Litigation Lawyers in Dartmouth
If you live in Dartmouth, Massachusetts and think that you might be the victim of a legal wrong, you may decide that it's worth suing over, to recover compensation from the person who wronged you.
If you think that filing a lawsuit is a good option in seeking redress, you should not rush into this decision. A lawsuit is a time-consuming and expensive process. You should not make a final decision without speaking to a Dartmouth, Massachusetts attorney.
Your Dartmouth, Massachusetts civil litigation attorney will be able to advise you on whether or not you have a legitimate case, and, if so, your best options on how to proceed. The attorney will also discuss with you the fees for their services, and whether he or she can represent you on a contingency basis.
Steps for Filing a Lawsuit in Dartmouth, Massachusetts
Consultation with your attorney: Before you file a lawsuit in a Dartmouth, Massachusetts court, you need to meet and confer with a local lawyer. You lawyer in Dartmouth, Massachusetts can advise you on whether or not your lawsuit has merit, and how likely it is to succeed.
Drafting a Complaint: Once you have decided to go through with filing a lawsuit in a Dartmouth, Massachusetts court, you need to draft a complaint, with the help of your lawyer. A complaint is usually the first step in actually filing a lawsuit. The complaint is the plaintiff's first opportunity to lay out the allegations against the defendant. If a complaint doesn't allege facts that add up to a valid lawsuit (that is, even if everything alleged in the complaint is true, the defendant has still not committed a legal wrong that the court can compensate), the case will have to be dismissed. When a case is dismissed for this reason, the court usually gives the plaintiff a chance to re-submit the complaint, with the errors corrected.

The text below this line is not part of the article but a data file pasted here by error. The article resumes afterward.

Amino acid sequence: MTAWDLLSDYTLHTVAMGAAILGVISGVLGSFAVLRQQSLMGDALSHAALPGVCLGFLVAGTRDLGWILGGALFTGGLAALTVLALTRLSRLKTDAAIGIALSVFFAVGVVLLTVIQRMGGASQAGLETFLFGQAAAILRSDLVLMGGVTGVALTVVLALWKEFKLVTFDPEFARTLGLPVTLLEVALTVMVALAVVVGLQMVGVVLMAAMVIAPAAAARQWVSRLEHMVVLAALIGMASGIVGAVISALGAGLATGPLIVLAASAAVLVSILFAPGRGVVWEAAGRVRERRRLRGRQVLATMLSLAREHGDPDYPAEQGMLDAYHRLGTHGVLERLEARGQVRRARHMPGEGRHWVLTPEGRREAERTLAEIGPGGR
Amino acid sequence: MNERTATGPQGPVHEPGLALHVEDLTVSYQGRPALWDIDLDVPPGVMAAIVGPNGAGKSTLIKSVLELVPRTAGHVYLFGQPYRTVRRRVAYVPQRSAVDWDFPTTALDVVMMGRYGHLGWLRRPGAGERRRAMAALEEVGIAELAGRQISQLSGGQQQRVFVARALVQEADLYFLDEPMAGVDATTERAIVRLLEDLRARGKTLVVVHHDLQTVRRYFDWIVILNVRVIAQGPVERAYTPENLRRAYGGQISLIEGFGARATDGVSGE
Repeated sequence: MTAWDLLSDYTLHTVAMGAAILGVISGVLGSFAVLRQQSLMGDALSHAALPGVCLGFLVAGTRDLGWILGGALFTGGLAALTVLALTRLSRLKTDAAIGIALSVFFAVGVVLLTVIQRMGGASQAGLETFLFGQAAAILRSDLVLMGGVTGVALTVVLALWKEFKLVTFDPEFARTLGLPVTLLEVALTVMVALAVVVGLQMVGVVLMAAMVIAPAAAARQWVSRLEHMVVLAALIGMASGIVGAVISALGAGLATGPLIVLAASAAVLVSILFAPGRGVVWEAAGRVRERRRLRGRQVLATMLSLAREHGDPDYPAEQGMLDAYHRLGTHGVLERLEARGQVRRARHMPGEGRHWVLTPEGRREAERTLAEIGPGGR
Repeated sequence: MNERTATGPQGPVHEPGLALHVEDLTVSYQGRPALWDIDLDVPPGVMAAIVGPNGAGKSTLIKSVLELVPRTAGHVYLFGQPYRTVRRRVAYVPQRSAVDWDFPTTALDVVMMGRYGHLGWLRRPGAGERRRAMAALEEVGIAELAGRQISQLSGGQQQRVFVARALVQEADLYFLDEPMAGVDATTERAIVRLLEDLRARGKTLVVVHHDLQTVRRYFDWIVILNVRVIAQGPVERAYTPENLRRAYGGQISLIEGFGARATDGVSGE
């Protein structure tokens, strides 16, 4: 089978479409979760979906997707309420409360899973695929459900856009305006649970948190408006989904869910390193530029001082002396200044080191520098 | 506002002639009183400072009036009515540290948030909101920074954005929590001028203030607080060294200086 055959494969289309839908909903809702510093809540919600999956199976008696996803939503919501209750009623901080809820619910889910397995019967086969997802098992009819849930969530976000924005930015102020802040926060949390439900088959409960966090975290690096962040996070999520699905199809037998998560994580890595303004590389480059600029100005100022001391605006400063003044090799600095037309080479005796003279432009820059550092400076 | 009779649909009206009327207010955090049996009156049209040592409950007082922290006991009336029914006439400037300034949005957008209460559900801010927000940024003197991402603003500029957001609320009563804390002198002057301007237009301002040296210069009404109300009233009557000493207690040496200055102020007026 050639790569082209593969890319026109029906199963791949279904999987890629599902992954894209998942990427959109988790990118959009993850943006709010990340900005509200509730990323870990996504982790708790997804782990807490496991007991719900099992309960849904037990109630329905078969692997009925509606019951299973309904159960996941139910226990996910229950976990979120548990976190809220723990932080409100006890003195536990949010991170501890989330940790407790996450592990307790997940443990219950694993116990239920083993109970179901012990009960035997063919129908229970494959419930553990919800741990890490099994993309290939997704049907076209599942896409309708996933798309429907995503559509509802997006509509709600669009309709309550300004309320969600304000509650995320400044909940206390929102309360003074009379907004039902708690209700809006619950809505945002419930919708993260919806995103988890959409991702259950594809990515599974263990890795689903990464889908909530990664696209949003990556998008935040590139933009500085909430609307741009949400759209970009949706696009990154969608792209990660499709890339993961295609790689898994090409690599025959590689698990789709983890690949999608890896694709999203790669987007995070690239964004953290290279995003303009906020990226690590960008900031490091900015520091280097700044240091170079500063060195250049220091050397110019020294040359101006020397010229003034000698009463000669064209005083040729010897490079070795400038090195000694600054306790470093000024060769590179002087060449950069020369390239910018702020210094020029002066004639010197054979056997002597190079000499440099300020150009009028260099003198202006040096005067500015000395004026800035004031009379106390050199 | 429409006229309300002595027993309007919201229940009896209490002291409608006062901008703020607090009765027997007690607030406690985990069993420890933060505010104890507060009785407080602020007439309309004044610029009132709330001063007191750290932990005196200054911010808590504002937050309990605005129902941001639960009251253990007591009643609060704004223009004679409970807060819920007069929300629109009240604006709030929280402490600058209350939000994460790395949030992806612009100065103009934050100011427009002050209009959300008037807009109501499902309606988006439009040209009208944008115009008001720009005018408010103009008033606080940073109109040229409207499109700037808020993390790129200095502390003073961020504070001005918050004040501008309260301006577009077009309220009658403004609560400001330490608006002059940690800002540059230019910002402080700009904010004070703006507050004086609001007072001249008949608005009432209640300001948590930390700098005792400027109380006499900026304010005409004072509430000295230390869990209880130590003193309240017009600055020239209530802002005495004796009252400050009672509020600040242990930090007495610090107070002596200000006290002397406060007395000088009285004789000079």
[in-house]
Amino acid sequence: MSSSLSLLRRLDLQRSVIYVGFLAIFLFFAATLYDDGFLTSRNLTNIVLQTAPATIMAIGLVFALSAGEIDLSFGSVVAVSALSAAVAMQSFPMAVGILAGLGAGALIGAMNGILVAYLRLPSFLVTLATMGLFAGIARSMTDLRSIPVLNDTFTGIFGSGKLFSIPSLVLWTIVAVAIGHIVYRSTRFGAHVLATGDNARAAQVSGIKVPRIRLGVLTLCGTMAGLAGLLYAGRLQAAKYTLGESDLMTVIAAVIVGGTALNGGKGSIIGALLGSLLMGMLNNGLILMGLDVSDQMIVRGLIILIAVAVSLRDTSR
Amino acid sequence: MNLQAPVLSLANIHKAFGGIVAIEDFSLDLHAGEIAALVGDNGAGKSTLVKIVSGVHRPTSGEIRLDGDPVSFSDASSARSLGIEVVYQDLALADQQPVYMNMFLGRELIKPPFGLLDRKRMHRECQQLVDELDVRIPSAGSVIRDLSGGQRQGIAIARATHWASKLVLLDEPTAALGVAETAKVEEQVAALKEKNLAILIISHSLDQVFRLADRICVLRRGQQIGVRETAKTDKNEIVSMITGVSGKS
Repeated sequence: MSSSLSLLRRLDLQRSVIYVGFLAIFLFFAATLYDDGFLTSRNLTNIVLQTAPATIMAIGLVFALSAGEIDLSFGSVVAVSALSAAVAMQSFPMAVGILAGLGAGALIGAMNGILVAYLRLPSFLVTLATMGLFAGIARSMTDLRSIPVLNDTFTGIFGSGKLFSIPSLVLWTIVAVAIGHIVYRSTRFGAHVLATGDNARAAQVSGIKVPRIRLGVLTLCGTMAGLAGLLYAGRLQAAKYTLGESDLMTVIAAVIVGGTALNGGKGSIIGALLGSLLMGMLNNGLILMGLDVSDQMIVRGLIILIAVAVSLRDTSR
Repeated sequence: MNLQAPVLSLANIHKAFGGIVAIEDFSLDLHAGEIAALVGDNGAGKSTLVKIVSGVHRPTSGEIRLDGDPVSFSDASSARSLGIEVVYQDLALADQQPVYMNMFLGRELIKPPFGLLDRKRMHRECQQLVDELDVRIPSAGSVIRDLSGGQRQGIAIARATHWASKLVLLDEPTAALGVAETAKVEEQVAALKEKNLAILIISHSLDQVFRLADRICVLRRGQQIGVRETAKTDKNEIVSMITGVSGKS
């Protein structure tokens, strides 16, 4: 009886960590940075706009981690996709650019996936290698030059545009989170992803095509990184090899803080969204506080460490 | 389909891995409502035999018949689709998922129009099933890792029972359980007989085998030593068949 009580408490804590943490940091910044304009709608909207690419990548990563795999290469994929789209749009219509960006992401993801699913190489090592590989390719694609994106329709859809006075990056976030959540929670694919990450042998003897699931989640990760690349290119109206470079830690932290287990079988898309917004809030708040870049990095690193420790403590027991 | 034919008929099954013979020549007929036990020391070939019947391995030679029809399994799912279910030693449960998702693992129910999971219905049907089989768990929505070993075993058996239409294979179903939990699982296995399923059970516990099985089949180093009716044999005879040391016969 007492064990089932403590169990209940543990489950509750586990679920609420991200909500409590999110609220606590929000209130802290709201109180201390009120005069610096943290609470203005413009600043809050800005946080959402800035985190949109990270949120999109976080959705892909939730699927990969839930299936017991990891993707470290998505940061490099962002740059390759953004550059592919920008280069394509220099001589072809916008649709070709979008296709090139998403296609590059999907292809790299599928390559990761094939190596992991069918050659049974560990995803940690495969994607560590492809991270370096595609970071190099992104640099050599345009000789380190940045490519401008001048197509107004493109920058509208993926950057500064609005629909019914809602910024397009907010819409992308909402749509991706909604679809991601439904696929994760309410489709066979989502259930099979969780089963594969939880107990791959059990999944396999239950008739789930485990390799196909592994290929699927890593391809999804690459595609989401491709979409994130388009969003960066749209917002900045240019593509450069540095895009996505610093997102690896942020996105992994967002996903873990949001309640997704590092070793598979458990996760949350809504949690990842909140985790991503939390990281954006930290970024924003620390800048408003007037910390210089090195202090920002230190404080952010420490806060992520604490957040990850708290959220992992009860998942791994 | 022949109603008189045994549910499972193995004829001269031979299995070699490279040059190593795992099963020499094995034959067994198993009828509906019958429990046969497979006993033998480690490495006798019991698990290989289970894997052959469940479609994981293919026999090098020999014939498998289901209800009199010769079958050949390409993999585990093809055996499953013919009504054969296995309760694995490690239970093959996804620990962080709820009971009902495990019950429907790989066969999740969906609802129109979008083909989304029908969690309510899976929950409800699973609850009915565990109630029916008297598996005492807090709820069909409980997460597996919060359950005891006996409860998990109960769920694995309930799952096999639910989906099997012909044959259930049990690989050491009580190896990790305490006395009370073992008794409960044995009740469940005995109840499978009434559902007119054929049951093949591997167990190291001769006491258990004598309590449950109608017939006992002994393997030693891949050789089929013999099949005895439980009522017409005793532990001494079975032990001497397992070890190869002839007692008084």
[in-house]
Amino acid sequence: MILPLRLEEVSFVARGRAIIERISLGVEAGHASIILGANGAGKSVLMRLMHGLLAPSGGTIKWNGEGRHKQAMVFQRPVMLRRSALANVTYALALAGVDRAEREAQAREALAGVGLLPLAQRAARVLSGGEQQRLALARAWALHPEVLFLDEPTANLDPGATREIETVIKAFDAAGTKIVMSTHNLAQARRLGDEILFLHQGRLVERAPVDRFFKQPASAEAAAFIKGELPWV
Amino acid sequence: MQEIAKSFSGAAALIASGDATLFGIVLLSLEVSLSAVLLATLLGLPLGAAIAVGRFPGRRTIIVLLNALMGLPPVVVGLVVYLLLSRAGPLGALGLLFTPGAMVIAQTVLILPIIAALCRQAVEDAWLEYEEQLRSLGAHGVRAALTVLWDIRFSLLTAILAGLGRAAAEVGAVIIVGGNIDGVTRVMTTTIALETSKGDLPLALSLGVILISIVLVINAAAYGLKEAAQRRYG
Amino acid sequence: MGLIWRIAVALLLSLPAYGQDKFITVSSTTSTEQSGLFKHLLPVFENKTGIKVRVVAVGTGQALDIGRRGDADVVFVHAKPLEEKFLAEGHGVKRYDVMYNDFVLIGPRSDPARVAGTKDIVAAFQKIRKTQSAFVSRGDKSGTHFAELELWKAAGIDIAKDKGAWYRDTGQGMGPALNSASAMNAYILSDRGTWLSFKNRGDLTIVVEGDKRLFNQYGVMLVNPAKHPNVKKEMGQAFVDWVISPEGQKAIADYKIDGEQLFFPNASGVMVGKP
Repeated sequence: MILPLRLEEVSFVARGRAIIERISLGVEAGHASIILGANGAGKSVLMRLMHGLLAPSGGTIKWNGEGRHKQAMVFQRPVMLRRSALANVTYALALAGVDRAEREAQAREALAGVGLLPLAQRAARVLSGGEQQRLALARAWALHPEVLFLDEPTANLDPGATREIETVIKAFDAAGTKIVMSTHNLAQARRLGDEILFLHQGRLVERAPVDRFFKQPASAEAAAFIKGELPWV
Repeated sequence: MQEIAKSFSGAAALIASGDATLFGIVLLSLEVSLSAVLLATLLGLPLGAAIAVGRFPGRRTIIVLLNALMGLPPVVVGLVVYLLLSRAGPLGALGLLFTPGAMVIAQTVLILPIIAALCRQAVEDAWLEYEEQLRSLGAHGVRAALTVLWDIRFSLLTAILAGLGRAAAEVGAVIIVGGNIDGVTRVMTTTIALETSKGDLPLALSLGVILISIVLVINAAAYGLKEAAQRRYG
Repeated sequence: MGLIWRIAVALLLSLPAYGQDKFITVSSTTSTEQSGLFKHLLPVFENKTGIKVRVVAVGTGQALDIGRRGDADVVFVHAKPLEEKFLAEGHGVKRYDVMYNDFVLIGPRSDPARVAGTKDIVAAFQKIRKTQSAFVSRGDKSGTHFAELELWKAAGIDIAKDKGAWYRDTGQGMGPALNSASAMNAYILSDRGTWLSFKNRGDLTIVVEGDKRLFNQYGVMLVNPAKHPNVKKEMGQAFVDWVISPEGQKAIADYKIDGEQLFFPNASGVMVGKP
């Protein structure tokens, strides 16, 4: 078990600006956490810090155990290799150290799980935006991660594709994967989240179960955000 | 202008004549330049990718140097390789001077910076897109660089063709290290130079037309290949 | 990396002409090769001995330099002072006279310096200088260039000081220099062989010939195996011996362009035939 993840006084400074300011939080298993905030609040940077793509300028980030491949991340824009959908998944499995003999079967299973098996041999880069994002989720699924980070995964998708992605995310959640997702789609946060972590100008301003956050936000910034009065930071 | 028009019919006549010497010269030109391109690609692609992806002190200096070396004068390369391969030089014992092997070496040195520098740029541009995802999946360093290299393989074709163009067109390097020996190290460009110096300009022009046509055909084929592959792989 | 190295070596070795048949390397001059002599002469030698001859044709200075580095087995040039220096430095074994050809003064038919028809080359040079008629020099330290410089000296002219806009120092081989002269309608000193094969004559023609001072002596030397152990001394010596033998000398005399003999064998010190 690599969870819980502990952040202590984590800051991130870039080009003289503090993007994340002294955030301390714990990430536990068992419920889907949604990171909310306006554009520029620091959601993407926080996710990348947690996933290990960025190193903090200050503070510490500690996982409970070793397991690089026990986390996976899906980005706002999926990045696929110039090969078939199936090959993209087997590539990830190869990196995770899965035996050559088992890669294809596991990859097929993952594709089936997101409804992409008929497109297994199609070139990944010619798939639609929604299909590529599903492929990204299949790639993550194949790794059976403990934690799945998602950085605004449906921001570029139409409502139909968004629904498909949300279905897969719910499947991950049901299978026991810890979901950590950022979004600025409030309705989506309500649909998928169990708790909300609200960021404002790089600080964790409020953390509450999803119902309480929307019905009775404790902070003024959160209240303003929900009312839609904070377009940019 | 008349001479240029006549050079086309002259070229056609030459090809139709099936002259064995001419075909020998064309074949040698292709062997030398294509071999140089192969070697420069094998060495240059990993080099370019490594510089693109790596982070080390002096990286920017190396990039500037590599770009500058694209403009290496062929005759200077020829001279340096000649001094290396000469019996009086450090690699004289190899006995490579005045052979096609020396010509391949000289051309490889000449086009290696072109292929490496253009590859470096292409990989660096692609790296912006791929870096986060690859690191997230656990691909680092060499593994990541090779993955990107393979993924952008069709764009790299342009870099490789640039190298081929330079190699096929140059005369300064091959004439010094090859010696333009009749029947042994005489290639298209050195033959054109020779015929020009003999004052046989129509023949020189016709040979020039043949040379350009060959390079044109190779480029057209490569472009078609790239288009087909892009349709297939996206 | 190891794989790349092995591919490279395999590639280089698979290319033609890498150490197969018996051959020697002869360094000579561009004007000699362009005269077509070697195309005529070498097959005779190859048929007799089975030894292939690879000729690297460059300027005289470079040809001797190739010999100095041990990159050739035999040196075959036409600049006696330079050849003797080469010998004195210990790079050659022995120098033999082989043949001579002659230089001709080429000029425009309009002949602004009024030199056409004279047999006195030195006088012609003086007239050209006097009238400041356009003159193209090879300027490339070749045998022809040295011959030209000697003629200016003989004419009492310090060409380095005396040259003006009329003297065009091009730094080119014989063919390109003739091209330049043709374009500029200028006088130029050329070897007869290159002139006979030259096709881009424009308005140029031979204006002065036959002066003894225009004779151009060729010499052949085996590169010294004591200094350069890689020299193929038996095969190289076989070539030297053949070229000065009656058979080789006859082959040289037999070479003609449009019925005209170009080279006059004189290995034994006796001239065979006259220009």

Serving the Defendant: When you have decided that you want to file a lawsuit in Dartmouth, Massachusetts, and have drafted the complaint, your next major step is to file the complaint with the court, and serve it on the defendant. The defendant must be given at least several weeks' notice that they're being sued, and as much time to review the complaint. This is a matter of basic fairness and due process, and allows the defendant to hire a lawyer and get to work on a defense. The law requires that the defendant be served in a few specific ways. The first choice is to give it to them in person. This has to be done by a person who does not have any direct involvement in the lawsuit. If that isn't possible, the defendant can be served by giving the complaint to another adult member of their household; this is called substituted service.
Await The Response: The defendant has a certain amount of time to respond to your lawsuit, once they confirm that they've been served in Dartmouth, Massachusetts. The defendant will probably respond with an answer to your complaint. An answer is a document in which the defendant admits or denies the specific factual allegations made by the plaintiff. Typically, the defendant will admit the allegations that are not seriously in dispute (for example, if the lawsuit concerns a car accident, they'll probably admit that an accident did, in fact, take place), but deny the more serious allegations (they'll probably deny that they were responsible for the accident). If the defendant fails to respond within a set period of time, they are in "default," and basically lose the case automatically.
How Can A Dartmouth, Massachusetts Tort Lawyer Help?
As you can see, it can be a complicated and difficult process to file a lawsuit in Dartmouth, Massachusetts, and it is, in fact, much more complicated than the basic outline you just read.
If you have suffered a legal wrong in and decide to sue the person who you believed wronged you, you should consult with a qualified Dartmouth, Massachusetts attorney.